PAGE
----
Next time you draft, have a notepad handy. At the end of each pack, ask your playgroup what card was picked last in each pack. List these cards on your notepad, and look for repeat offenders. Cards will end up on this list for two reasons:
1. They suck - the power level is way too low.
2. They’re good in the right deck, but your cube does not support said deck.
If you’re a lazy shit and don’t want to take notes, you can even ask your playgroup about which cards are under-performing. Trust me, they will be happy to tell you. Magic players are bitchy like that.
Most cards that fall under reason #1 are the pet cards. These are cards you play with for irrational reasons. Maybe you used to love playing with the card as a kid, or you particularly like the art, or cards with Rampage: 2 remind you of your dear Aunt Tilly. Whatever retarded reasons you have for including these cards in your cube, they’re probably not good ones. Pet cards are a trap, and you need to cut them.
|"Its a pet card!"|
Remember, if your group isn’t having fun drafting your cube, they won’t want to play it anymore. Cube drafts can take two to three hours. Think about how much streaming porn that is. Don’t make your friends waste their precious fap-time on your shitty pet cards.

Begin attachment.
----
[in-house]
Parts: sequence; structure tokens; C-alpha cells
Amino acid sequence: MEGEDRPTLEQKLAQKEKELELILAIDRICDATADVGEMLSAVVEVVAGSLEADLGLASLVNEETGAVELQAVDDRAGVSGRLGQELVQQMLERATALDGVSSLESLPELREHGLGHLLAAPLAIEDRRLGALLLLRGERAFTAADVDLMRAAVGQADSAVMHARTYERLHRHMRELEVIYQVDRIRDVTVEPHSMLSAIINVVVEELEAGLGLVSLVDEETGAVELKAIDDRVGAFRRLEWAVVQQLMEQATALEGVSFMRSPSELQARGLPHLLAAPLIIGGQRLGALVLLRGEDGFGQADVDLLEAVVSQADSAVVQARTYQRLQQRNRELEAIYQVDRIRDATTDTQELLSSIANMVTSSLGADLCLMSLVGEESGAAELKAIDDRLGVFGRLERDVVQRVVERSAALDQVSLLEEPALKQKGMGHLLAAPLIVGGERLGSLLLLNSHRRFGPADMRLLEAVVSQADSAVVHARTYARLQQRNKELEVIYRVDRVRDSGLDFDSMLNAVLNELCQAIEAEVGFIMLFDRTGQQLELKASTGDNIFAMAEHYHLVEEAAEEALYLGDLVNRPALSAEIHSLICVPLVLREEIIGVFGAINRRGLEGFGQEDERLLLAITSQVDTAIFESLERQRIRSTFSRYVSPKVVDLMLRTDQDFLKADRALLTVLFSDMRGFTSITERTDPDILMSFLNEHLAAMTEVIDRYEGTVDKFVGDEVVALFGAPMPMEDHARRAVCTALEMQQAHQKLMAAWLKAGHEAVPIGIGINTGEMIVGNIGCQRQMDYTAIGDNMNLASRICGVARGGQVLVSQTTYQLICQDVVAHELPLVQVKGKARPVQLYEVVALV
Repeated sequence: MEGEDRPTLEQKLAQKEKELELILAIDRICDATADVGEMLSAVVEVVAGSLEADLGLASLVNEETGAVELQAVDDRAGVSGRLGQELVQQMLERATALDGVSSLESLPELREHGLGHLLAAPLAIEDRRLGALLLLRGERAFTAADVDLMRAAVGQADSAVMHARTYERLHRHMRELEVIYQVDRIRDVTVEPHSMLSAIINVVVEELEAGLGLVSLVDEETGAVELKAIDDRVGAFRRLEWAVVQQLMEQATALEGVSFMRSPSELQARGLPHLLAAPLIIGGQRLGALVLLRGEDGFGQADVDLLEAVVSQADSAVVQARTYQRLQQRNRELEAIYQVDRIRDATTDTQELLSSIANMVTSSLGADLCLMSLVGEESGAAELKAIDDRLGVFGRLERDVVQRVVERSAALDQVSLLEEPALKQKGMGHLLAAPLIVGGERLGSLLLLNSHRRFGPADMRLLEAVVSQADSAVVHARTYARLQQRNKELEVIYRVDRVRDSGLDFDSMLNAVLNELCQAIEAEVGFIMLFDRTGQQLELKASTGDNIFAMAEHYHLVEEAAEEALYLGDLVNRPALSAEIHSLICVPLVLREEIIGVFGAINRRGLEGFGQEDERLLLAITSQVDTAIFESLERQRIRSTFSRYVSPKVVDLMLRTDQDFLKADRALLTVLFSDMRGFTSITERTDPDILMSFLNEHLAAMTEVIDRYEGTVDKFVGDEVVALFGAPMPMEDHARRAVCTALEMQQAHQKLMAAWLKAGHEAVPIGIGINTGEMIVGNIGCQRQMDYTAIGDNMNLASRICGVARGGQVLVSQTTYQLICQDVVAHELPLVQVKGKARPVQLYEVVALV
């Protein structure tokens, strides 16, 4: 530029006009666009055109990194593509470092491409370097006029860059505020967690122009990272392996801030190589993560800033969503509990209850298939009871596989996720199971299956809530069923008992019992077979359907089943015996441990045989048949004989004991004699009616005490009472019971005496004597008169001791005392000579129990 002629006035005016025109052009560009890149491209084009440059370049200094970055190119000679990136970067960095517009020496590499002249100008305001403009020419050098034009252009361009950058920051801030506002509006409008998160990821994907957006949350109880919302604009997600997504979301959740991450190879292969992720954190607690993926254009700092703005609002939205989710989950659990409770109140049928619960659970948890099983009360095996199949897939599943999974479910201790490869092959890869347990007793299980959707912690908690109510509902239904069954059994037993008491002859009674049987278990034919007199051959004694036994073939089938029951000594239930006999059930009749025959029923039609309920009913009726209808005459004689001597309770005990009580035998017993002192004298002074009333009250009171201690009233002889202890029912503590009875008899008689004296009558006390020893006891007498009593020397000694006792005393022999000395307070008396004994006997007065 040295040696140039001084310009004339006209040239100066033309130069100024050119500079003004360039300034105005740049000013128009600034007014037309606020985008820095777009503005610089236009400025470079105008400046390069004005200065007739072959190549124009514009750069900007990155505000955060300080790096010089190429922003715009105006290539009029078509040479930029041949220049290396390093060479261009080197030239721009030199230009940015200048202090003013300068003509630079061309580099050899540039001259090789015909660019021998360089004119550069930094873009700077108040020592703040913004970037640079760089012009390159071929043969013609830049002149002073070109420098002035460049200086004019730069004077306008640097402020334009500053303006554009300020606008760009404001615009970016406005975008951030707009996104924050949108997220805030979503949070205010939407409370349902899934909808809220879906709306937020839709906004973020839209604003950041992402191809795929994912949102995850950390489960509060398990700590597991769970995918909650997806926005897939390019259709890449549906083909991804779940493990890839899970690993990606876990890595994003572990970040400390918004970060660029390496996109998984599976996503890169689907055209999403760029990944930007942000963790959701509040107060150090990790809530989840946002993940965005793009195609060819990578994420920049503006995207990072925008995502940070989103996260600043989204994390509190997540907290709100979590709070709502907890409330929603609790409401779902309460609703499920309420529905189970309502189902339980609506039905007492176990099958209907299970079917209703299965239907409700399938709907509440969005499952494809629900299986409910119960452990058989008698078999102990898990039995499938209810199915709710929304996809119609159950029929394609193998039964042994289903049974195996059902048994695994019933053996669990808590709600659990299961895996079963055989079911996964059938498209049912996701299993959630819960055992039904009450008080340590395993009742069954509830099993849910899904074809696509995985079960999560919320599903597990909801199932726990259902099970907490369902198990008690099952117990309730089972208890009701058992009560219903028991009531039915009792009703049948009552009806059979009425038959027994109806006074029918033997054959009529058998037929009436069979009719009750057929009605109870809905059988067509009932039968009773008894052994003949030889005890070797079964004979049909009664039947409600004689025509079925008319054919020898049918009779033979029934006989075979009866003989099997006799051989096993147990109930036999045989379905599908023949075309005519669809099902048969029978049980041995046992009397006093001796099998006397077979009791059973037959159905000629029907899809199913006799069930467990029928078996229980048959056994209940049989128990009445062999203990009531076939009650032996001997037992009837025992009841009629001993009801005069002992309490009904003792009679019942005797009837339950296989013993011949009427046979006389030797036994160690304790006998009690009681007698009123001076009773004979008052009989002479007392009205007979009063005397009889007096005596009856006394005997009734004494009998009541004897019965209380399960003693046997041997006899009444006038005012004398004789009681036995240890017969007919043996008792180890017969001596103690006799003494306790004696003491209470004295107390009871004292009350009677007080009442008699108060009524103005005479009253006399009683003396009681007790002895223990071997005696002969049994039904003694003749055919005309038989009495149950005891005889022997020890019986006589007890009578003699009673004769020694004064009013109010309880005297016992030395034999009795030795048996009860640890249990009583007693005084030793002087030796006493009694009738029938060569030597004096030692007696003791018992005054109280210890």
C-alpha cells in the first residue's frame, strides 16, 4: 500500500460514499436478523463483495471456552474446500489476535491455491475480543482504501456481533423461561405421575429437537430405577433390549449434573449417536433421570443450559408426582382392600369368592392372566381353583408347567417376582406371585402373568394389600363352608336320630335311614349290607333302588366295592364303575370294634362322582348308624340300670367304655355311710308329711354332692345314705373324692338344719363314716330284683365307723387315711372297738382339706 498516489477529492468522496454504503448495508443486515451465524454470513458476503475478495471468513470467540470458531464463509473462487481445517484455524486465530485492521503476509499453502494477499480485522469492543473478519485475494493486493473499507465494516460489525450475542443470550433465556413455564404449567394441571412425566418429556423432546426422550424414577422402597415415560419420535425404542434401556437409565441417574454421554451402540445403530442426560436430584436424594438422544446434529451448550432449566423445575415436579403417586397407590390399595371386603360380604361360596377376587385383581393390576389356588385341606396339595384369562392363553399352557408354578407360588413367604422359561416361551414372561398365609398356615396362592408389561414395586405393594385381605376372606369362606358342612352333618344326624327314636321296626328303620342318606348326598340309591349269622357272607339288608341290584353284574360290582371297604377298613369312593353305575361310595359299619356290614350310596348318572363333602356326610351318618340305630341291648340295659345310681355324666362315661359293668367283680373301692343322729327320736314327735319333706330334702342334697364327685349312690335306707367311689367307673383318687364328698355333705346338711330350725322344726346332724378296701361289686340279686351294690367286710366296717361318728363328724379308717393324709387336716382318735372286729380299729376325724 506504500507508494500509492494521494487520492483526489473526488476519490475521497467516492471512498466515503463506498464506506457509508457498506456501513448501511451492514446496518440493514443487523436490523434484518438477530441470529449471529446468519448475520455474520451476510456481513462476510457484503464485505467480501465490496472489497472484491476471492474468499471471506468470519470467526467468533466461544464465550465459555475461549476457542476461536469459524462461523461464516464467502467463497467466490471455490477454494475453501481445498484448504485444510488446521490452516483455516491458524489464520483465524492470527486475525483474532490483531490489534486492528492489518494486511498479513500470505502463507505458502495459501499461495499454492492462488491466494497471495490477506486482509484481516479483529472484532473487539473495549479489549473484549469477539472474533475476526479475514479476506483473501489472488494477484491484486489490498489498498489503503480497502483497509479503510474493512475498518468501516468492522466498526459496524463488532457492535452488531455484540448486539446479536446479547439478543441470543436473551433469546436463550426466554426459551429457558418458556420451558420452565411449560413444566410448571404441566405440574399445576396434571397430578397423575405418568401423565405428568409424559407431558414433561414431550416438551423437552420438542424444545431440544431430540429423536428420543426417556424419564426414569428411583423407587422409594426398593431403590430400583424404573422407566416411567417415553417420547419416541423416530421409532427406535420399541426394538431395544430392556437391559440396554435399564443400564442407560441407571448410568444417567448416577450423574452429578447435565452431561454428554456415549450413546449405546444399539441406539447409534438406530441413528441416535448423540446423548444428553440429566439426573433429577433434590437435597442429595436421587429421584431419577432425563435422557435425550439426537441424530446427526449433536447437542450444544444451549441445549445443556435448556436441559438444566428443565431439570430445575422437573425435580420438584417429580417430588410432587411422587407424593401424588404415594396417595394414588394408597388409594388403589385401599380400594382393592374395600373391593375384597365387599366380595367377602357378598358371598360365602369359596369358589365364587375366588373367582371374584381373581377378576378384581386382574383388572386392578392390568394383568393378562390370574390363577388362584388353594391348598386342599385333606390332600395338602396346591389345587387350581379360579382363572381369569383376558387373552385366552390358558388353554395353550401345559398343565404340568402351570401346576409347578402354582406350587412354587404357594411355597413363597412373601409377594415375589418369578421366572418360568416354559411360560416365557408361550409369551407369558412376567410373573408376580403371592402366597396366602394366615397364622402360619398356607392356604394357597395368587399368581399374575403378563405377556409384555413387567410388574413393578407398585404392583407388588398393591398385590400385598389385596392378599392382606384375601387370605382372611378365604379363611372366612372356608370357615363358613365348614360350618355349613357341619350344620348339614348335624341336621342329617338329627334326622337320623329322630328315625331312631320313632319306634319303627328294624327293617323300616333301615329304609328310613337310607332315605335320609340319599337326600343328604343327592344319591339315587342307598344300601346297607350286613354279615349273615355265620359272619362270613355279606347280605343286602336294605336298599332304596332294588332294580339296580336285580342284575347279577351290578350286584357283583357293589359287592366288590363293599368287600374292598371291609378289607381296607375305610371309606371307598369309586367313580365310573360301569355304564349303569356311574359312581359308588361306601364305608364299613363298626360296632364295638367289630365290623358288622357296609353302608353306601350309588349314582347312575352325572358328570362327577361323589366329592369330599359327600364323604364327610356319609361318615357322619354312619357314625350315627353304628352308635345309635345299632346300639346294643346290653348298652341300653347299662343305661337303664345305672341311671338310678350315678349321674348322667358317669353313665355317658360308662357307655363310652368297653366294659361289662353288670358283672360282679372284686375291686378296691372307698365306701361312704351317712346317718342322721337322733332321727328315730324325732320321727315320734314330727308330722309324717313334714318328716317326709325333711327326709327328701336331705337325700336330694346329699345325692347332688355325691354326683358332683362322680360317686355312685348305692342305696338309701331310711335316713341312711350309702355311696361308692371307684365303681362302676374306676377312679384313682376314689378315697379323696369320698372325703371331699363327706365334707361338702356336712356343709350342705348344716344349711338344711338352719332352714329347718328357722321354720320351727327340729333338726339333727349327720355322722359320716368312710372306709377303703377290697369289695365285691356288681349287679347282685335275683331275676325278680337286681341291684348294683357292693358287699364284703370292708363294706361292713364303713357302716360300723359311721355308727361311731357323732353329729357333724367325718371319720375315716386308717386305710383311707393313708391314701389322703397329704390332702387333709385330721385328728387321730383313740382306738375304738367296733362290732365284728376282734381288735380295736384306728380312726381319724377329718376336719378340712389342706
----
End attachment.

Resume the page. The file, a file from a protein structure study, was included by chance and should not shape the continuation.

For instance, if you’re running Grizzly Bears, but NO ONE is playing it, get it the Hell out of your cube. It doesn't matter if you won some local tournament with it in 1995. You know what else ‘worked’ in 1995? Dial-up modems. The card sucks now. MAKE IT GO AWAY. If you’re still clutching your Grizzly Bears like some petulant child, let me illustrate the card’s worthlessness in terms you can understand: the last time Grizzly Bears was playable, RedTube didn’t exist.
Now, there is a complete difference between pet cards and nostalgia cards. For instance, I run Hypnotic Specter in my cube. At the converted mana cost of 3, he’s a little under-powered these days. However, I also run Dark Ritual, so playing him on turn 1 is a possibility. And if you get him online, he can still be quite disruptive. It also doesn’t hurt that my brother (Turkey) gifted me a sexy Beta copy of the card. So yeah, I’m a little attached, but I can still justify playing the ol’ Hippie in terms of his effect on board states.
Until very recently, I ran Shivan Dragon. I hate to admit it, but Big Shiv has been outclassed by other recent printings of red fatties (see: Thundermaw Hellkite), but he’s still a big body with evasion and a pump ability can straight up win the game for you. If I were drafting your cube, and looking for red/green ramp cards, I’d love to see a Shivan Dragon passed my way.
When in doubt, just cut a card and see if anyone misses it. If no one says anything like, “Dude, I can’t believe you cut Joven’s Tools!”, it was probably a good idea.
On the next installment of Cube is the Answer, we’ll delve into the aforementioned reason #2 - supporting specific cards with specific deck types. Until then, happy cutting!